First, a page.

The first beer we tasted was the award winning Boston Lager. It started the craft beer revolution and is the most award winning beer on the planet. It is brewed in pre prohibition style. They handed out pitchers to fill our sample glasses. Before handing those out he asked us to wait until he explained what to look, smell and taste for. 

Eric went on to explain that before beer is distribute they check every beer for a few things. First is visual. It should have a nice caramel and amber color. Next you check for clarity. It should be clear. All Boston Lager is filtered. Aroma is the third thing they check for. You should be smelling the pine/citrus smell from the hops. If you smell the hops that means its fresh. Fours is taste. It should have an even flavor with a nice viscosity. Boston Lager is a medium beer and should be a perfect balance of bitter and sweet.

Octoberfest was our second sample brew. It is heavier on the malt and less on the Hops making it a sweeter beer. The style was born in Germany 204 years ago at a wedding party for the crown prince of bravaria. The village people brought their beer and drank for 14 days. The following year they celebrated the wedding and repeated it the following year. It became a tradition and is known as Octoberfest in Munich Germany.

Every year a competition is held in Germany to decide what brewery makes the best Octoberfest Beer. In 2010 Sam Adam’s entered and won. It’s a little heavier in body and a little sweeter and has 5 varieties of malt including a Munich malt which gives it its distinctive Octoberfest taste.

Next Eric explained the unique perfect pint glass. In 2008 Jim Cook was in Germany to select hops and while there he stopped in a pub and picked an obscure style but the bartender wouldn’t pour one because he didn’t have the proper glass for that beer. Jim decided that he wanted to develop the perfect pint glass. It took 2 years. It features a specific design.

A bulbous shape called the hop aroma catcher. It bels back in at the top where it creates a ledge that holds the head. The head helps give off the proper aroma. That ledge helps suspend the head at the top of the glass. The inside lip of top is called the turbulator. It creates turbulence when you take a sip of the beer. The next feature allows the beer to stay cooler longer. It does this because the glass tapers in at the bottom and the glass is thicker. It’s double thick and reduces heat transfer. The final design element is at the bottom of the glass. It is there they create a nucleation site. That intentional imperfection is where carbonation bubbles will burst. Putting on at the bottom of the glass causes the beer to rotate and maintain the perfect amount of head.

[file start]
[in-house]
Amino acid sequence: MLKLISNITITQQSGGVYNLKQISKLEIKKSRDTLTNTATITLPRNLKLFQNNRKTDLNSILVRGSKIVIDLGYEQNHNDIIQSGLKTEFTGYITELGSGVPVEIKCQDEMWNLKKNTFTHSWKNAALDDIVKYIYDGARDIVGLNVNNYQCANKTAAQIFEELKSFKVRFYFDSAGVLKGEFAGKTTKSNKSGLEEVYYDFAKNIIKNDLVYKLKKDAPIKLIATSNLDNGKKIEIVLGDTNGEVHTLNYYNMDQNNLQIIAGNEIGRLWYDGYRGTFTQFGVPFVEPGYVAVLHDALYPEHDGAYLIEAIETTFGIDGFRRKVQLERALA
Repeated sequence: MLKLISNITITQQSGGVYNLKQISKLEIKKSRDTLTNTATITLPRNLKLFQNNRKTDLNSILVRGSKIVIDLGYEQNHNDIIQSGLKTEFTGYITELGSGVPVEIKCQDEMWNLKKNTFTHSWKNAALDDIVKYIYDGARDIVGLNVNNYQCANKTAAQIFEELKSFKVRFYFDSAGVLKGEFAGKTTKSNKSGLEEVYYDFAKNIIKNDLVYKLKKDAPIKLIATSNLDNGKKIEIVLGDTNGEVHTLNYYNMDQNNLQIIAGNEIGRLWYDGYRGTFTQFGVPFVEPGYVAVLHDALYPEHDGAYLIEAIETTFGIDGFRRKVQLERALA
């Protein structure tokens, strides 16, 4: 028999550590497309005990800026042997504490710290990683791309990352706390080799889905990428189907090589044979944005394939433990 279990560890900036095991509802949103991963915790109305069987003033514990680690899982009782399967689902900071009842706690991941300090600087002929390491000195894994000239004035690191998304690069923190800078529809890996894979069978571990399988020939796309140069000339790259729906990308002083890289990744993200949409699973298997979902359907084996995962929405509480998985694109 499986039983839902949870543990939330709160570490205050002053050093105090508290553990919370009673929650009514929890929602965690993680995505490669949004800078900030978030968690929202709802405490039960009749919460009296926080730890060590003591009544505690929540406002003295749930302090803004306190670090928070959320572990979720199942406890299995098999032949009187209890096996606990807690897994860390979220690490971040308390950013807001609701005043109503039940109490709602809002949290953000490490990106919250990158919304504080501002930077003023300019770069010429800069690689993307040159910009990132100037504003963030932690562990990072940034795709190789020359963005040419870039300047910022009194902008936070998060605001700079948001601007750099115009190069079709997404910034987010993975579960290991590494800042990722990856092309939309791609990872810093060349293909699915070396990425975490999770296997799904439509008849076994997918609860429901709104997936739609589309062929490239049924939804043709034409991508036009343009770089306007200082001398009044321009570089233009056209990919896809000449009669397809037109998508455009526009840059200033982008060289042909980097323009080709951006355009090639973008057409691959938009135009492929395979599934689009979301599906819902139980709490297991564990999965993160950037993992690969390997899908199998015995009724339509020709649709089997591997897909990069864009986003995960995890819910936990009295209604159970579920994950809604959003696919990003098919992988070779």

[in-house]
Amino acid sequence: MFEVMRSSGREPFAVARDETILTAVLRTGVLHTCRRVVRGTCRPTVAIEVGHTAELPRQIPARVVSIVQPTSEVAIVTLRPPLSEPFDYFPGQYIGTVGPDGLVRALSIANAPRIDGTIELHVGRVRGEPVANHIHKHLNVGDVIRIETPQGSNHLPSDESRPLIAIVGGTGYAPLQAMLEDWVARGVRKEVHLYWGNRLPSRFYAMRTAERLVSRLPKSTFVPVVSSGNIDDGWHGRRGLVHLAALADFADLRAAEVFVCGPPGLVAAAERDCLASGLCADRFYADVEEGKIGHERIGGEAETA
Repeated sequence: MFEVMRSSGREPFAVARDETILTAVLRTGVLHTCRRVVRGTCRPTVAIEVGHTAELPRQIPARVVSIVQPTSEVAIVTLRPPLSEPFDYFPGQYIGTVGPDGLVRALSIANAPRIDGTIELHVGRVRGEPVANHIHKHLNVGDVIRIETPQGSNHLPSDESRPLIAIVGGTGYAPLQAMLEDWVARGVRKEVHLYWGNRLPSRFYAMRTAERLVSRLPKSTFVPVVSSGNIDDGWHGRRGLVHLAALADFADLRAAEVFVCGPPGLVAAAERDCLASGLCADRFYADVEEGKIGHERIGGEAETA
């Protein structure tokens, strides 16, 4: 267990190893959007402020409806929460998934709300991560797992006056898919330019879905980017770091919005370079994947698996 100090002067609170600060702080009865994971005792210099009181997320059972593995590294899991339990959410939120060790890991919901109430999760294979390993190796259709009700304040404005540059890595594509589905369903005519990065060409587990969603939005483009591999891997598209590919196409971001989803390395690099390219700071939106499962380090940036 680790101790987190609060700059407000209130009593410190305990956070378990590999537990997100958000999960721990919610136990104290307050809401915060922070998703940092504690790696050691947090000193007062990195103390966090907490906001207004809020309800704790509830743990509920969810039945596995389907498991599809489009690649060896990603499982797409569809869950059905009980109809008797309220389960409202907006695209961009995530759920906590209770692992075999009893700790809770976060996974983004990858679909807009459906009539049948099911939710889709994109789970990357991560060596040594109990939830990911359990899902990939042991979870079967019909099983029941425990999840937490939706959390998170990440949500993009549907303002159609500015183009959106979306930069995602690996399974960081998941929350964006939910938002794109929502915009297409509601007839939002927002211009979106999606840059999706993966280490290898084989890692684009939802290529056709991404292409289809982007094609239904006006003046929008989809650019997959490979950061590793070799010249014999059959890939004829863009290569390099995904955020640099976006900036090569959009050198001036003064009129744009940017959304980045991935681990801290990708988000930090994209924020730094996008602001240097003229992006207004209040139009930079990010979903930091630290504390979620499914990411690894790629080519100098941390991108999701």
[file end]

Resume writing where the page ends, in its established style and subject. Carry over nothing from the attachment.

He went on to explain that the beer label he handed out earlier if brought to Doyles where Sam Adams was first carried on draft. They will let you keep the glass if you order a beer if you provide the beer label.

Our third sample was Harvest Saison. It’s a French flavor/style of beer full of aroma. It has a distinctive clove taste and has a very malty aroma with a golden amber color. It was my least favorite one.

The Morning Mash In Tours gets one more sample. It’s a special beer called Fat Jack which is an Imperial Double Pumpkin Ale. He explained that it takes 28lbs of pumpkins to brew one barrel. I would describe the taste as sweet with a good deal of spice and a smokiness.

Before leaving Paul who I would guess is the manager got up and explained that as an apology for an abbreviated tour everyone would get a 2014 Octoberfest Beer Steins on the way out. With 28 ounces of craft beer consumed we made our way for the gift shop and picked up our complimentary beer stein. They graciously provided paper to warp our new glasses.

Typically this tour included a more in-depth explanation of the brewing process. Since it was cut short or more accurately accelerated to move us through so they could prep the brewery for the day’s festivities we got the opportunity to drink more beer in the tasting room. No one complained and it was a great experience. Eric our guide was both knowledgeable and very funny. His comedic delivery of the information created a light and playful mood that easily made every participant want to join him at the bar for another round. I don’t think the accelerated speed of the tour affected his delivery of the information. He was eager to interact with the guest and able to answer every question sent his way.